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Something In the Air: Here’s What Really Makes Local Allergy Sufferers Miserable
Don’t blame spring flowers for your cough and runny eyes—and the latest on treatments.
Allergists in Washington know exactly when to prepare for long days at the office—when trees begin to show green leaves, flowers start to blossom, and a fine layer of yellow dust coats cars and sidewalks.
Spring is in bloom, but what should be a time to welcome warmer weather and sunny skies often turns into an urgent need to stock up on tissues, allergy medicine, and eye drops.
“There’s a greater sense of desperation to get into the office in the spring,” says Maryland allergist Mark D. Scarupa of the Institute for Asthma & Allergy. “The phone rings more than any other time of the year.”
Contrary to popular belief, it’s not the tulips and cherry blossoms that have many Washingtonians sneezing, rubbing their eyes, and maybe suffering from springtime eczema. A number of offenders are to blame in our area, but the worst is tree pollen.
A 2010 survey conducted by Walter Reed Army Medical Center found that tree pollen accounts for 91.2 percent of Washington’s total pollen accumulation each year, followed by just 3.2 percent from grass during the summer and 3.8 percent from ragweed in the fall. Among tree types, oaks produce almost half of the tree pollen in Washington.
“We know that when cherry blossoms are blossoming, at the same time we’re getting atrociously high oak counts,” Dr. Scarupa says. “It’s the 10,000 oak trees within a square mile that are giving people problems.”
Trees cause the most suffering during spring due to the way they’re pollinated, explains Dr. Daniel Ein, director of the Allergy, Asthma, and Sinus Center at George Washington Medical Faculty Associates: “Trees and grass weeds pollinate through the air, while bees pick up pollen in flowers and transfer it to other flowers.” The air that causes us to sneeze and sniffle is filled not with flower pollen but with tree pollen.
That’s why the theory that local honey can cure allergies is unfounded, experts say. “The thought is if you put pollen in your mouth every day, it can reduce symptoms,” Scarupa says. “The major problem with this hypothesis is that flower pollen doesn’t get aerated, so it’s not what’s giving us problems.”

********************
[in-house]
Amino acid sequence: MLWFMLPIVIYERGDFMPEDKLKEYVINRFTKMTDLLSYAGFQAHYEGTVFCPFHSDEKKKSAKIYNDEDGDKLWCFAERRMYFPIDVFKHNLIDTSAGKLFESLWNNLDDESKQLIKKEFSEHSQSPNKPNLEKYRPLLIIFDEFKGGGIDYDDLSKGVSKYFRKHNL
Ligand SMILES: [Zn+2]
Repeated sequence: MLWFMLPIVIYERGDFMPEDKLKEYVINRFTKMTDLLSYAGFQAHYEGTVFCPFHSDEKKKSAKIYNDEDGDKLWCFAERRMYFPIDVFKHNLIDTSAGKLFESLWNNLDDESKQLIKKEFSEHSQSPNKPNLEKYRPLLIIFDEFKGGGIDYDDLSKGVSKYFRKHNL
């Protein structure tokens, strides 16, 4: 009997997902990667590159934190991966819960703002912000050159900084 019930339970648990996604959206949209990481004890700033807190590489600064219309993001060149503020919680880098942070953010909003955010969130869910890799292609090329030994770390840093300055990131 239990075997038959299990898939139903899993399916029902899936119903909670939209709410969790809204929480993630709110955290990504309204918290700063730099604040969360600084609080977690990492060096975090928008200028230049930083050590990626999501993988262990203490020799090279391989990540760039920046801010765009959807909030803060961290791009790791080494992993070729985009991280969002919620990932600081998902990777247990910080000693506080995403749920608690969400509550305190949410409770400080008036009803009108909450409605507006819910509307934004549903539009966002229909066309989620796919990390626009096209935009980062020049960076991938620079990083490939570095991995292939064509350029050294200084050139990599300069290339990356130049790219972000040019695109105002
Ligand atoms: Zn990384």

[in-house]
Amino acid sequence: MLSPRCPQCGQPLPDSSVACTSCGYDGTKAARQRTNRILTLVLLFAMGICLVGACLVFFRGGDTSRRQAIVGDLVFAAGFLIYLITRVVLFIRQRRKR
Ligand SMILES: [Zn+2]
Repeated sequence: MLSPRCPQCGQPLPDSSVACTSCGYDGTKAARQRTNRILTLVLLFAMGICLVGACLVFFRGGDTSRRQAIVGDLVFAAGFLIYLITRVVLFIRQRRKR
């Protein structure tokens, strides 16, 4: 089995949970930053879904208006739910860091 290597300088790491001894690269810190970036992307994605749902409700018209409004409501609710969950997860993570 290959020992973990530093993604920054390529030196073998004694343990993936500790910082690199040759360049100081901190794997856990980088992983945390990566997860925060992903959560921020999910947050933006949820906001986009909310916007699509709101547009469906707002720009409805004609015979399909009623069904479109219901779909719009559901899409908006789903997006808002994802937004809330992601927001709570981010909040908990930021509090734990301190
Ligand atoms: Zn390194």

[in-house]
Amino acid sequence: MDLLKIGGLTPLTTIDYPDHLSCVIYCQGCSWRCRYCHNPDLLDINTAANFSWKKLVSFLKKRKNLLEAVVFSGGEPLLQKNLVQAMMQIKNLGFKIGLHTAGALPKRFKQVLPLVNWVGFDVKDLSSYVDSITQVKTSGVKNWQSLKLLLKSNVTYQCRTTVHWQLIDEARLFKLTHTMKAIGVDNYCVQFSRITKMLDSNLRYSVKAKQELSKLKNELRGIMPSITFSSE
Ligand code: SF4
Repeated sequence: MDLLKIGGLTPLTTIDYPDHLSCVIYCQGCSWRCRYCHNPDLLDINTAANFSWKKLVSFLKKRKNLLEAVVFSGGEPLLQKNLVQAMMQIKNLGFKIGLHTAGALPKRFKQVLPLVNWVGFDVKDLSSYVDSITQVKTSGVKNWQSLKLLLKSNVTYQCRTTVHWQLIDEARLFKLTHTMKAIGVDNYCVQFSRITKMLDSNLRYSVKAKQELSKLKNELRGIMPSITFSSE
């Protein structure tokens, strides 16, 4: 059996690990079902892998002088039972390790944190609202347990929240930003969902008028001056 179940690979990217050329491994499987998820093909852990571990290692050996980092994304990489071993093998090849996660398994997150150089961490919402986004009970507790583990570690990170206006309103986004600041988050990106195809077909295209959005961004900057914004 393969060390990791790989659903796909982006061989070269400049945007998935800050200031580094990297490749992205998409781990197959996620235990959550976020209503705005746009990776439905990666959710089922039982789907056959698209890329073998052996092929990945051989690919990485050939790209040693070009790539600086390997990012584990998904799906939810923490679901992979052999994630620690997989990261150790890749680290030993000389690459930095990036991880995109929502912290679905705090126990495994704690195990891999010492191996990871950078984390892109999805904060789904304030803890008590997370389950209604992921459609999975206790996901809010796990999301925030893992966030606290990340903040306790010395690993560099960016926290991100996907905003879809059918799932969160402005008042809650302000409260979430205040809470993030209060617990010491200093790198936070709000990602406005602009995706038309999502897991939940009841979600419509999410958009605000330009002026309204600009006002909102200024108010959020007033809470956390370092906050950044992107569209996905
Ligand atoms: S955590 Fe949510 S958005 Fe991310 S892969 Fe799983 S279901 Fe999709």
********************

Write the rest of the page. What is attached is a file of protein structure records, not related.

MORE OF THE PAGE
Fortunately, there are tried-and-true methods for tackling allergies, starting with what doctors call “common sense” treatments. The first step is avoidance. Says Dr. Richard C. Loria of Allergy and Asthma Associates in Northern Virginia: “In an ideal world, you would avoid what’s causing your problem.”
When there’s a high pollen count, you should shut your windows at home and turn on the air conditioner; the same goes for car windows. If you do venture outside, wash your hair, hands, and face afterward to remove pollen.
Clearing your nasal passages once a day using a spray, neti pot, or sinus-rinse bottle can also soothe symptoms, Ein says, adding that you should always use saline solution or distilled water when rinsing; tap water could lead to bacteria-causing infections.
The next step is to find an over-the-counter medication that works for you. The best strategy for those with minor allergy symptoms, Ein says, is to take one antihistamine pill daily for however long symptoms last: “It’s much better just to take it every day and get ahead of the symptoms. Otherwise, you’re going to go on a symptom roller coaster.” If over-the-counter medications don’t work, Ein says, the next step would be a prescription drug.
Immunotherapy is another option; it’s effective for 80 percent of allergy sufferers, especially those who experience no relief from antihistamines. It’s a lengthier process that begins with an allergy test. If the results reveal that a patient is allergic to oak pollen, for example, the allergist will create an extract of the pollen, which is injected into the patient starting weekly, then at less-frequent intervals over three to five years. The dosage increases each time. Eventually, Ein says, “the body no longer thinks that oak pollen is the enemy and it stops reacting as if under attack.”
One advantage to immunotherapy is that the extract is not a drug that must be taken every time you feel a sneeze coming. “We’re administering the same proteins people inhale in daily life,” Loria says. Research shows that over time immunotherapy can reduce allergic nasal and asthmatic symptoms and provide long-term relief without medication.
Ein sees major advances on the horizon that could replace a weekly allergy shot. A pill that dissolves under the tongue and gradually reduces allergy symptoms has been approved by the Food and Drug Administration. Patients would have to take a daily pill for three to five years, but relief begins within months.
In the meantime, Ein says allergy sufferers should first see their primary-care doctor if over-the-counter antihistamines aren’t providing good results. If symptoms worsen, it’s time to see an allergist to figure out a course of treatment. Says Ein: “The best treatment is the one that gives you the greatest relief.”
This article appears in the April 2014 issue of Washingtonian.
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